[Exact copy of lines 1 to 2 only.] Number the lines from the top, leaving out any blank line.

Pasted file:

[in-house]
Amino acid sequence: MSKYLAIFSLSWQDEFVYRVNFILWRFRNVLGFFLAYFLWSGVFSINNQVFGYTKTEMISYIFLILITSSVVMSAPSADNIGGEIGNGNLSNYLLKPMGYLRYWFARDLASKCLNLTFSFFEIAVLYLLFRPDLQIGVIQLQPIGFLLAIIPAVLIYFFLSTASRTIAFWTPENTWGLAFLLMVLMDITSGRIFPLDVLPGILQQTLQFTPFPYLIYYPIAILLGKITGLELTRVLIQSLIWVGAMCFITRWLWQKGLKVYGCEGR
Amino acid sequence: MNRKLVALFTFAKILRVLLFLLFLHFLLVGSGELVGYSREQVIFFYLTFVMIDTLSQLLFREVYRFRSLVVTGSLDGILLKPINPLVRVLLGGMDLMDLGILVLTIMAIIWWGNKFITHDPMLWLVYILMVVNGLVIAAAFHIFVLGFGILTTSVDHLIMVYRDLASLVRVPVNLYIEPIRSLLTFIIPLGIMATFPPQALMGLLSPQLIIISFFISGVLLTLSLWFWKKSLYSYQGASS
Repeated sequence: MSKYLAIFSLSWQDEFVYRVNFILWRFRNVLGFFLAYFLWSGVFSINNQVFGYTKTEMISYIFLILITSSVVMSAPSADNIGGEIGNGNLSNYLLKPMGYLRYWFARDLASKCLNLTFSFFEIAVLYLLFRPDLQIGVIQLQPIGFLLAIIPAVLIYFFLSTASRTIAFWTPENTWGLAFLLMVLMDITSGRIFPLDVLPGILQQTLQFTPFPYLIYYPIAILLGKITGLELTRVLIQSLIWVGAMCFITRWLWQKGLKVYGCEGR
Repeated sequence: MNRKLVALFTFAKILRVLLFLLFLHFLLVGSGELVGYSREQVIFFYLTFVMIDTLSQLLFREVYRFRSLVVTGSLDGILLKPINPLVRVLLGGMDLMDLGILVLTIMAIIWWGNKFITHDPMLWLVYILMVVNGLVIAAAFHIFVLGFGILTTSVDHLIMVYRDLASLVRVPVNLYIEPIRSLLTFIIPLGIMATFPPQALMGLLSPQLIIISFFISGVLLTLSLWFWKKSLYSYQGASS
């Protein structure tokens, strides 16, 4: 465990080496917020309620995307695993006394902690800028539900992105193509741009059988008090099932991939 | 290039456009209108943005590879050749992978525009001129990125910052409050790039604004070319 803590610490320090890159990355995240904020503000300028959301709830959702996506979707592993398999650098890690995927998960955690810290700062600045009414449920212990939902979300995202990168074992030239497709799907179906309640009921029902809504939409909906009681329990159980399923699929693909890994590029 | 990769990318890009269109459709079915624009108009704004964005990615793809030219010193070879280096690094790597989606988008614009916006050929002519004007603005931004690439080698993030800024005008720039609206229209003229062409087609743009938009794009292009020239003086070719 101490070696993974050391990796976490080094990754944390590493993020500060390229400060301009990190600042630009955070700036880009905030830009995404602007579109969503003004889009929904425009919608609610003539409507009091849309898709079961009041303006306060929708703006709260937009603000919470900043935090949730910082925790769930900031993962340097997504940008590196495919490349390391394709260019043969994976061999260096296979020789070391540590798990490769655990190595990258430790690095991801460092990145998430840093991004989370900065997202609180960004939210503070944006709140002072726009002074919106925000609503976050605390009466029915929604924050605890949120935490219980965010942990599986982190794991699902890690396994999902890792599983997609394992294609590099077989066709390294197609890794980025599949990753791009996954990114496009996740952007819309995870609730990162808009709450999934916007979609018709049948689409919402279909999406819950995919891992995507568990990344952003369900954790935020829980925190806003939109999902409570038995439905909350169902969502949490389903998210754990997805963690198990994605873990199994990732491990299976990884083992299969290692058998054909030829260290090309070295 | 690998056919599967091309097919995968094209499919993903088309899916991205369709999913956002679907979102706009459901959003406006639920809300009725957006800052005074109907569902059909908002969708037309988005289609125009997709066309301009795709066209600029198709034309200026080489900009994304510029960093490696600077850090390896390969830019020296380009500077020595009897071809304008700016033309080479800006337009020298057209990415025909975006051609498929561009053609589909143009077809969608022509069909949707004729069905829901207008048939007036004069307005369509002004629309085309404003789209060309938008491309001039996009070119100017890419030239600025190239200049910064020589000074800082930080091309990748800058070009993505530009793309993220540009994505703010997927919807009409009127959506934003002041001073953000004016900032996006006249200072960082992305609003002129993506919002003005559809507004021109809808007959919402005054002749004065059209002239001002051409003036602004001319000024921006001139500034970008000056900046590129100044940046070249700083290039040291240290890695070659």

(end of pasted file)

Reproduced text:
[in-house]
Amino acid sequence: MSKYLAIFSLSWQDEFVYRVNFILWRFRNVLGFFLAYFLWSGVFSINNQVFGYTKTEMISYIFLILITSSVVMSAPSADNIGGEIGNGNLSNYLLKPMGYLRYWFARDLASKCLNLTFSFFEIAVLYLLFRPDLQIGVIQLQPIGFLLAIIPAVLIYFFLSTASRTIAFWTPENTWGLAFLLMVLMDITSGRIFPLDVLPGILQQTLQFTPFPYLIYYPIAILLGKITGLELTRVLIQSLIWVGAMCFITRWLWQKGLKVYGCEGR